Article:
FOX Soccer Exclusive
Championship looms for Yorkshire clubs
Reaching a Wembley final has habitually been English soccer’s pinnacle, a moment to celebrate and savor. Yet when Yorkshire clubs Huddersfield Town and Sheffield United convene at the national stadium on Saturday afternoon for the League One playoff final, it will be with the desire of putting themselves back where they belong.
Sheffield is a proud heartland of the game, and the home of the world’s oldest club, Sheffield FC, founded in 1857. The northern city’s two major clubs have since emerged as United and Sheffield Wednesday, but the pair’s recent struggles have echoed the wistful opening scenes alluding to the decline of the city’s steel industry in 1997 film The Full Monty.
Wednesday has already been promoted, snatching the second automatic spot from its local rival in the season’s closing weeks and sealing it on the last day of the regular season, so United will be desperate to follow suit. United failed to win in its final three games, handing the initiative to Wednesday.
That costly run coincided with the aftermath of the imprisonment of 35-goal top scorer Ched Evans, convicted of rape on April 20 and sentenced to six years in prison. While we shouldn’t lose sight of the genuine victim in this awful situation, there is little denying that the verdict has been tricky to deal with for head coach Danny Wilson, on a human and sporting level.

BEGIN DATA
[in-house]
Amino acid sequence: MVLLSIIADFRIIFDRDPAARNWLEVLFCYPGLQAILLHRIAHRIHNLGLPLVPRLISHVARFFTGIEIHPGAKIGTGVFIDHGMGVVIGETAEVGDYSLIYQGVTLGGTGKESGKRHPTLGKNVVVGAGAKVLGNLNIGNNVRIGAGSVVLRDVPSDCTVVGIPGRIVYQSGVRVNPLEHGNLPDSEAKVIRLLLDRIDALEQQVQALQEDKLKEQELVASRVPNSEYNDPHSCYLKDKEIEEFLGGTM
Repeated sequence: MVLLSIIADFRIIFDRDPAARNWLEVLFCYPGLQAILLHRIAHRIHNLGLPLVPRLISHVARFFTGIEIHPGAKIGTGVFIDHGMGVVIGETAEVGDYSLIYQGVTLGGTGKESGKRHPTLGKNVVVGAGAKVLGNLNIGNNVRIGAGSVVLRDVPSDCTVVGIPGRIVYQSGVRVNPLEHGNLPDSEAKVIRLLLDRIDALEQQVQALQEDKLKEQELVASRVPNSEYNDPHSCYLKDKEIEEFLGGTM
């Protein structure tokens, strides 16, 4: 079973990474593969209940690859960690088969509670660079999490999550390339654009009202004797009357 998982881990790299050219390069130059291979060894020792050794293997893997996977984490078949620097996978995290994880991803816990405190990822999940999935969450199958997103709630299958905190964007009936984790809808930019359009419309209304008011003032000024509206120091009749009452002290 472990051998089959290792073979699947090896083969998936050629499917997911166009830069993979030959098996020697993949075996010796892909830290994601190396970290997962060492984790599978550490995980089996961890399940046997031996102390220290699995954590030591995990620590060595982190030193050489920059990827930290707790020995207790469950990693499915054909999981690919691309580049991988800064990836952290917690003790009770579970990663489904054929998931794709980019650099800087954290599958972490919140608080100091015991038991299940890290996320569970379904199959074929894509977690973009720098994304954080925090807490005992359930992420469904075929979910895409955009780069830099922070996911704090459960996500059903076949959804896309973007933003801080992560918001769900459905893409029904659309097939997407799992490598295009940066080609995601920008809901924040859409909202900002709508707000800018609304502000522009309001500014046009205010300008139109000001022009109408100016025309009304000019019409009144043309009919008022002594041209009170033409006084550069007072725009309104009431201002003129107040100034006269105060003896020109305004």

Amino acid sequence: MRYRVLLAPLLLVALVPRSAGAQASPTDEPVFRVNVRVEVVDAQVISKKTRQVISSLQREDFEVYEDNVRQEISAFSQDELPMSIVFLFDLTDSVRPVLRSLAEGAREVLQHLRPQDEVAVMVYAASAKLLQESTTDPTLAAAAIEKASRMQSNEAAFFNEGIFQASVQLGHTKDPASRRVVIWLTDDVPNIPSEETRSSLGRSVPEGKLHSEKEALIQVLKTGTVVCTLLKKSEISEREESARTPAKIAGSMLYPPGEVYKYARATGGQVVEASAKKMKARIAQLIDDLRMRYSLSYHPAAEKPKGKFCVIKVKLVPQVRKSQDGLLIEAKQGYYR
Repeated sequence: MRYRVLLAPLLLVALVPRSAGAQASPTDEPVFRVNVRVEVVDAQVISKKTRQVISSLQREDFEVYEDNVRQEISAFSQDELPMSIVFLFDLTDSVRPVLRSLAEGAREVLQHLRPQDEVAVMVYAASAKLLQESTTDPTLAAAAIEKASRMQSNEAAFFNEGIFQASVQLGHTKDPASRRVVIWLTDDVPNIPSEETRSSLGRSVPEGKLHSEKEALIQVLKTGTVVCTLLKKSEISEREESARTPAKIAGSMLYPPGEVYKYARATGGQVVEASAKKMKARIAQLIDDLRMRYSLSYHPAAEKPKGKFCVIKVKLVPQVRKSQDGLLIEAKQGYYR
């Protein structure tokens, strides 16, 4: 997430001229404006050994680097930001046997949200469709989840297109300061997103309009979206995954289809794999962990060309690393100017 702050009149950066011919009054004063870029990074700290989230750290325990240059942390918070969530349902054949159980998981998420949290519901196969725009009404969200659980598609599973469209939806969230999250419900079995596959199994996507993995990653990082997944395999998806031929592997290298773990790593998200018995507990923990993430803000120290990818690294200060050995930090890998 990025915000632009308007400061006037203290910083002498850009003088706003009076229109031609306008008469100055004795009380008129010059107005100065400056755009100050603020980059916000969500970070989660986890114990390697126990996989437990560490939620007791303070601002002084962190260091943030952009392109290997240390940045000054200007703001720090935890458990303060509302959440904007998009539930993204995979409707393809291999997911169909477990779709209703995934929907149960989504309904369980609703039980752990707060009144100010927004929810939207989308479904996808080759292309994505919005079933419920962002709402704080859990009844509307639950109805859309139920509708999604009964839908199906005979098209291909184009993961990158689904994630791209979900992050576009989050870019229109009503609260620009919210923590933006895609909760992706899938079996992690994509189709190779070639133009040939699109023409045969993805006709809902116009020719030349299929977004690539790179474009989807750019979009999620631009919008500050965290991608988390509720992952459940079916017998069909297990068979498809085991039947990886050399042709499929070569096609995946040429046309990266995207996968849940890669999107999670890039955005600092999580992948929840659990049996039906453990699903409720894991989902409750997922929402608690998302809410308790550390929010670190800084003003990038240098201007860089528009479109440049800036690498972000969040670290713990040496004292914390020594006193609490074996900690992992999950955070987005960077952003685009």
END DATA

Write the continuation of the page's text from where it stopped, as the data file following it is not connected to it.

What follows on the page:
United was the division’s most prolific side with 92 goals, but suffered a further blow when the experienced James Beattie received his second red card of the season in the last match of the regular league campaign at Exeter, ruling him out of the play-offs.
At least Wilson can look to veteran Nick Montgomery for a touch of locker room stability, after the midfielder returned to the side as a substitute in the semi-final second-leg win over Stevenage. After having suffered a season of injury difficulty which included a loan stint cut short at Championship club Millwall, Montgomery will be happy to try to bring his experience to bear, having already lost two play-off finals with the club – against Wolves in 2003 and Burnley in 2009.
The context was different then – United were playing for a Premier League place, rather than a return to English soccer’s second tier. The club was last relegated from the top flight in 2007, a season that still smarts in the red half of Sheffield after the club went down at the expense of West Ham’s survival.
The east London team benefited from a stellar end-of-season run fired by the incorrectly registered Carlos Tevez, whom United argued should not have been available.